Benelli TNT25 vs Mahindra Mojo: Comparison Review
- by Arun Mohan Nadar
- Jan 14, 2016
- Views : 62894
The latest entrant in the performance streetbike segment, the Benelli TNT25 battles it out with the Mahindra Mojo on some beautiful mountain roads
Imagine if I were to give you Rs 2 lakh and ask you to buy a performance streetbike. I am pretty sure 80 per cent of the bikers will return back with a wide grin on their face astride a KTM 390 Duke. This really isn’t surprising (it will be my pick as well) as the KTM motorcycle offers you brilliant performance, features and bang for a buck like no other bike in its segment. Now what about the minority 20 per cent that didn’t bite the KTM bait owing to its “too aggressive” power delivery, taxing riding posture or the unrefined powerplant? Gladly for such prospective clients there is an alternative in the form of the DSK-Benelli TNT 25 and the Mahindra Mojo. Both these motorcycles are aimed at consumers looking for a relaxed premium streetbike that would struck a chord with mature buyers who don’t want to scorch the tarmac every time they sit on the saddle. So which of the two should be your pick? Read on to find out the answer.
Design & Features:
In terms of sheer styling, none of both the motorcycle in this comparison is going to win any design accolades. The DSK-Benelli TNT25 has clearly taken deign inspirations from the KTM 200/390 Duke range of motorcycles. Gladly in flesh though the bike looks better than in pictures and increasing its appeal was the Italian tricolour inspired paint scheme. The headlight is erringly similar to the Duke offering with a small windscreen above it but the chunky USD forks finished in silver along with the multi-spoke alloy wheels give the bike an aggressive style. The chiselled fuel tank, split seats and the sharp looking tail section with the beefy exhaust muffler complete the modern naked motorcycle styling of the bike.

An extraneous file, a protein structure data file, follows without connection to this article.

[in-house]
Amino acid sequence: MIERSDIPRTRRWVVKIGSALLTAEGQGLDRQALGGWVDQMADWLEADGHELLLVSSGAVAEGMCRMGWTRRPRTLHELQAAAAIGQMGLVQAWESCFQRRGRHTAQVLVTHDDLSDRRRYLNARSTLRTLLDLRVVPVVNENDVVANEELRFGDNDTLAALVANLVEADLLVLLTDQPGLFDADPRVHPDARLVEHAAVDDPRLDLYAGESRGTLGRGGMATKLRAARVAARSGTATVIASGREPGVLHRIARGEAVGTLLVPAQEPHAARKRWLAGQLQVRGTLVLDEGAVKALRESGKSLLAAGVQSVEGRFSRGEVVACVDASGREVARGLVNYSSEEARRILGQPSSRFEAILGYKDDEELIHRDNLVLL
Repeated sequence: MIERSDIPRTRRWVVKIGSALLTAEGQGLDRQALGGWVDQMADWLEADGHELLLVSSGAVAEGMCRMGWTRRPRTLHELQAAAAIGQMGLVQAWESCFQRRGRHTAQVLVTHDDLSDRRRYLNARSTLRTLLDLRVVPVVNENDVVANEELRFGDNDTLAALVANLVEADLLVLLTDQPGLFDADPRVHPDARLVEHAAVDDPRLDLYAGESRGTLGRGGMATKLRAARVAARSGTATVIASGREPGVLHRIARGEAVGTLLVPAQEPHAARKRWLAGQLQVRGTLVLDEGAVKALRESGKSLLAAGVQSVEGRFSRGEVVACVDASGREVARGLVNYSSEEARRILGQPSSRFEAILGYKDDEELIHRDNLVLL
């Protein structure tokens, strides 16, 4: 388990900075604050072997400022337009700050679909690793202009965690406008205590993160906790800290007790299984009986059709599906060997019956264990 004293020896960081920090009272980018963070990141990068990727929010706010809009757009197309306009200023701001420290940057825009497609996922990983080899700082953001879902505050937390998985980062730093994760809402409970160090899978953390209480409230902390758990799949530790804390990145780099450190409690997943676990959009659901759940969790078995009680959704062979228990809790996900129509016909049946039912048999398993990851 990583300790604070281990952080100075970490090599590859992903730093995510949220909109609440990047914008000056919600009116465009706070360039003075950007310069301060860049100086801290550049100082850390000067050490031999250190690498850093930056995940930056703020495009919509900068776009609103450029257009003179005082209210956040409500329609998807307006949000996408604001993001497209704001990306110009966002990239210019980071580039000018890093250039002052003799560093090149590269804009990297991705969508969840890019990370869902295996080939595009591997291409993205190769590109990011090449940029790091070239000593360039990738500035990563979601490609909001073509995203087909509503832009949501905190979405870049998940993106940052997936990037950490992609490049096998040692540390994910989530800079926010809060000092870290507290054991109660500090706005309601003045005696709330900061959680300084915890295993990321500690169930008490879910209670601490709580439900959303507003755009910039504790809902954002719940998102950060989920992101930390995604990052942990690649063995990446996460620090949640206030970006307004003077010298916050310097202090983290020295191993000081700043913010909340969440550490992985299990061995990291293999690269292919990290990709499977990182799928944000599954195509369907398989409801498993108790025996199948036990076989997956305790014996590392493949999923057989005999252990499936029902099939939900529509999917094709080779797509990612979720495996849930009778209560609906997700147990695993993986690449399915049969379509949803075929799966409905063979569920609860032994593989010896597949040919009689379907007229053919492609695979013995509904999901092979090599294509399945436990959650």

The contrast red colour frame and the mesh finish on the centre panel are the standout visual features and the TNT25 also gets LED indicators. Now onto the Mahindra Mojo and I must admit that I am not a big fan of its styling. Yes the production model is a much better looking bike from the concept still its aesthetics have failed to impress me. Having said that, the junta seems to have an opposite opinion as wherever we went during the shoot, it was the Mojo that grabbed the most eyeballs. One of the main reasons for this is its large propositions and the trick LED DRL’s which seemed to have appealed to the youngsters.
Both the motorcycles employ a part-digital instrument cluster with the large tachometer taking centre stage. The Benelli offerings gets the advantage of gear position indicator while the Mojo displays the maximum speed recorded and shift light indicator. Switch gear and hand grip quality of both the motorcycles is good while the Mahindra offerings switchgear is backlit. Fit and finish levels on both the bikes are agreeable justifying their premium price tag.
Engine & Performance:
Talking about numbers, the Mahindra Mojo gets a power output of 27PS and 30Nm of peak torque. Its Italian counterpart on the other hand generates 28PS and 22Nm of maximum torque. Both the bikes employ a single-cylinder and liquid-cooled unit while the Mojo has a benefit of extra 50cc displacement. The Benelli TNT25 has more horsepower and is 6kg lighter than the Mahindra motorcycle but real world performance is disappointing. Acceleration is decent but the Benelli motorcycle has poor mid-range and top end. Also the powerplant lacks refinement and vibes could be felt through the handlebars, tank and footpegs.
The main reason for the performance deficit of the TNT25 is the fact that the Mojo has a more torque. This enables it with better mid-range and top end while the engine is also brilliantly refined. The only thing working for the Benelli motor is the throaty exhaust note that is better than the Mahindra motorcycle. Both the motorcycles employ a 6-speed gearbox which performs decently and we would have preferred more positive shift action. The gear ratios on the Mojo are also better distributed for city as well as highway riding. In terms of performance and refinement, the Mojo trumps the TNT25 and the Benelli engineers have to work hard on improving NVH levels. Talking about fuel efficiency both the motorcycles returned us an overall mileage of around 25-30kmpl. This translates into a real world range of 460km on the Benelli TNT25 (17 litres) and 560km on the Mahindra Mojo (21 litres) on a full tank of fuel.